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My Own Power

In the past two weeks, we have been working on deepening our Emunah, which Chazal teach us is the purpose of our entire existence, and is the key to unlocking our Ultimate Redemption. One aspect of Emunah is believing in “Yecholes” – that Hashem can do anything, even if it requires changing the rules of nature. Another aspect of Emunah is believing in Hashgacha – that Hashem cares about what happens in this world, and only He decides what will happen in our lives.

Both of these fundamental aspects of a Emunah were proven to be true when Hashem did the many miracles in Egypt. For this reason, we are required to remember Yetzias Mitzrayim every day of our lives, to strengthen our belief in these two aspects of Emunah.

This week, let’s take a look at a different aspect of Emunah – the belief in Yichud Hashem (the “Oneness” of Hashem). Believing in Yichud Hashem means recognizing that Hashem is the one and ONLY power that exists, and nothing can stop Him.

Believing in Yichud Hashem means recognizing that Hashem is the one and ONLY power that exists, and nothing can stop Him.

People and Power

Why wouldn’t a person believe in Yichud Hashem? Well, a person might think that Hashem is super powerful, but there are still other powers in the world which can compete with His power. Believing in Yichud Hashem means realizing that this is not true. Hashem is the only power that exists, and anything else that seems to have power is just an illusion.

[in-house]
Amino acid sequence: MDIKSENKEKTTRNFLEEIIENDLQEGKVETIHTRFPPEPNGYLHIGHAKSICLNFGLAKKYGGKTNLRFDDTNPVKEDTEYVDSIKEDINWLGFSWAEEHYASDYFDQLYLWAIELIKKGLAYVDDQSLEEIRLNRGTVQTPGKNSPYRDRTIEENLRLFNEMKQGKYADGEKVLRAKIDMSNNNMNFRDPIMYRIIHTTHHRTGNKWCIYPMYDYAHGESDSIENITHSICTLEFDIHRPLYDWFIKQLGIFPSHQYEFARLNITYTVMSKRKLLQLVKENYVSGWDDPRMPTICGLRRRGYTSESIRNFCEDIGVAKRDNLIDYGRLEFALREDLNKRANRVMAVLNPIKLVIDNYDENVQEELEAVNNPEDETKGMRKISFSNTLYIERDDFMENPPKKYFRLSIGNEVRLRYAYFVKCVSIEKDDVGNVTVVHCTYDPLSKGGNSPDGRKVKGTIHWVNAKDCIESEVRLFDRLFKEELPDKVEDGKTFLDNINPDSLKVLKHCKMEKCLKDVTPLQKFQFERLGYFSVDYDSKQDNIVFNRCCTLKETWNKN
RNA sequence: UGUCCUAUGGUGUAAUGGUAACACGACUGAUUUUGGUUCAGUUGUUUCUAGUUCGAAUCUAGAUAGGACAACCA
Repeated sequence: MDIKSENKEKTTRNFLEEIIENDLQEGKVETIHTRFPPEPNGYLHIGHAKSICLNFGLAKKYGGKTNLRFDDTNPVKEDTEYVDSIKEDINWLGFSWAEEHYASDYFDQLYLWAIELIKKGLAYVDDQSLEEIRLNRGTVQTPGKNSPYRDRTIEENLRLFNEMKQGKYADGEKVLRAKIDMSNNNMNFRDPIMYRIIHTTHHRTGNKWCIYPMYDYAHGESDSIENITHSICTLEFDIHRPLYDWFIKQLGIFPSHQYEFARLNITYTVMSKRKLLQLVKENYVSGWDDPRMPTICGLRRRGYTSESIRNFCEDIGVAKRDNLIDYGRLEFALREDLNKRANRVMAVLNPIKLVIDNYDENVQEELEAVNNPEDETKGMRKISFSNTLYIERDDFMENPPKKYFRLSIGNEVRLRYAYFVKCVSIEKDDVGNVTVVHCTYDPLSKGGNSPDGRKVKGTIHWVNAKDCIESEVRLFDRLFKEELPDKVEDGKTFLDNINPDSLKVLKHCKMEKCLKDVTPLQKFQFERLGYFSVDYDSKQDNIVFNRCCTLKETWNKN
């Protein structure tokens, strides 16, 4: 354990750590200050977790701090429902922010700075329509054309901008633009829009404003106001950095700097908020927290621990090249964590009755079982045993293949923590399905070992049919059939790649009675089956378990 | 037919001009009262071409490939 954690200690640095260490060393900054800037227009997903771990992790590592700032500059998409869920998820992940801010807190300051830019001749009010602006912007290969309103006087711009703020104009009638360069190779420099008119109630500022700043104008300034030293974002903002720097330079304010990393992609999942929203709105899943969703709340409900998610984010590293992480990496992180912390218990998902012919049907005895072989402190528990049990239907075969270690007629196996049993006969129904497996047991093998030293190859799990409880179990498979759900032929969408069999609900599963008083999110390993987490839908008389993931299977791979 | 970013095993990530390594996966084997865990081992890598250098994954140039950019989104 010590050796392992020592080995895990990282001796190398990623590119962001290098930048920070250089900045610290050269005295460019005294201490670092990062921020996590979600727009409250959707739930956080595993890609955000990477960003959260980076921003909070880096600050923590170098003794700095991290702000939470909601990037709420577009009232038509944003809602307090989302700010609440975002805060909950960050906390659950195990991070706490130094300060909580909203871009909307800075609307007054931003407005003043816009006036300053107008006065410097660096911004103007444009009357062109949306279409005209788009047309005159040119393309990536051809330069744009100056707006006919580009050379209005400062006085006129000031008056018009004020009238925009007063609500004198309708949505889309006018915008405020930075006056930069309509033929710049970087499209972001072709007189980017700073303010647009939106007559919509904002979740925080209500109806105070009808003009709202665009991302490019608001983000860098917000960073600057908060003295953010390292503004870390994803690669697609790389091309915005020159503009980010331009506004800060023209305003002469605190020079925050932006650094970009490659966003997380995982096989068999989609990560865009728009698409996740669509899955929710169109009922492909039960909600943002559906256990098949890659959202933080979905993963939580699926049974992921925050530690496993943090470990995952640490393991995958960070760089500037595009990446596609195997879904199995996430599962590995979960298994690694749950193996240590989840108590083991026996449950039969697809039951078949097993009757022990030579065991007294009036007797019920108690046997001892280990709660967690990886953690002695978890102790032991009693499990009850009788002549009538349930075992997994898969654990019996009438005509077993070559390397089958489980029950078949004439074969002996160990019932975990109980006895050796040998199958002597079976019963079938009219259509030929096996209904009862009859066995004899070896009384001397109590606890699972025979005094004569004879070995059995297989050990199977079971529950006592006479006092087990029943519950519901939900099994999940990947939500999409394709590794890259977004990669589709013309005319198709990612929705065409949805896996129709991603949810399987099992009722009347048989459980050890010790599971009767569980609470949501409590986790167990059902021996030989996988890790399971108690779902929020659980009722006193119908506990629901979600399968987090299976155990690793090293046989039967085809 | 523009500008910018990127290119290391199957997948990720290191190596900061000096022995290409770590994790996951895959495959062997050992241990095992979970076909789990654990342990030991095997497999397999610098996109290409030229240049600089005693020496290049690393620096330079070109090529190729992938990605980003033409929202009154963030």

Sometimes, we might feel like other people have the power to determine what will happen in our lives: My boss decides how much money I will make, the shadchan decides if I will get married, and the bus driver decides if I’ll get to school on time. But all these people are just like puppets in Hashem’s hands. Hashem might use these people as “messengers” to carry out His will, but ultimately, only He decides what will happen.

If Hashem decided that it would be good for me to be late to work (for a reason that I might never understand!), Hashem might send a person to take that great parking spot and make me drive in circles for another 10 minutes trying to find another spot. But it wasn’t that person who caused me to be late; rather, it was the will of Hashem.

Believing in Our Own Power

Aside from realizing that other people have no power to decide what happens to us, another corollary of believing in Yichud Hashem is learning not to rely on our own power, either.

Imagine that you cross the street one day, and someone asks you: “Wow!!! How did you cross the street so smoothly like that?!”

You are confused. “What do you mean?” you respond. “Of course I crossed the street. It was easy. I just looked both ways, then lifted up my feet and started walking.”

It’s normal to think this way, but the truth is that this thought pattern is missing an essential aspect of Emunah. Who created your feet to begin with? Who gave you the energy to lift your feet? Granted, Hashem usually gives us the strength to walk on a daily basis, but we must never forget that our strength belongs to Hashem alone.2 And Hashem can take away our strength, chas veshalom, if He would ever decide to do so.

Our strength belongs to Hashem alone.

This is actually what happened to Yeravam ben Navat, a king in the times of the Navi. Yeravam was doing many sins, so one day, Hashem sent a prophet to warn Yeravam that he will soon be punished for his sins. King Yeravam was obviously disturbed by the prophet’s predictions, so he stretched out his arm to command that someone should catch the prophet and take him away. But Hashem froze King Yeravam’s arm in mid-air!3 Yeravam was unable to move his own arm. This was a shocking reminder that he does not control his own body. Rather, every person is controlled by Hashem alone.

Frightening or Reassuring?

Although on the one hand (excuse the pun!) it’s scary that we do not control our own strength, on the other hand, it’s actually very reassuring. How so?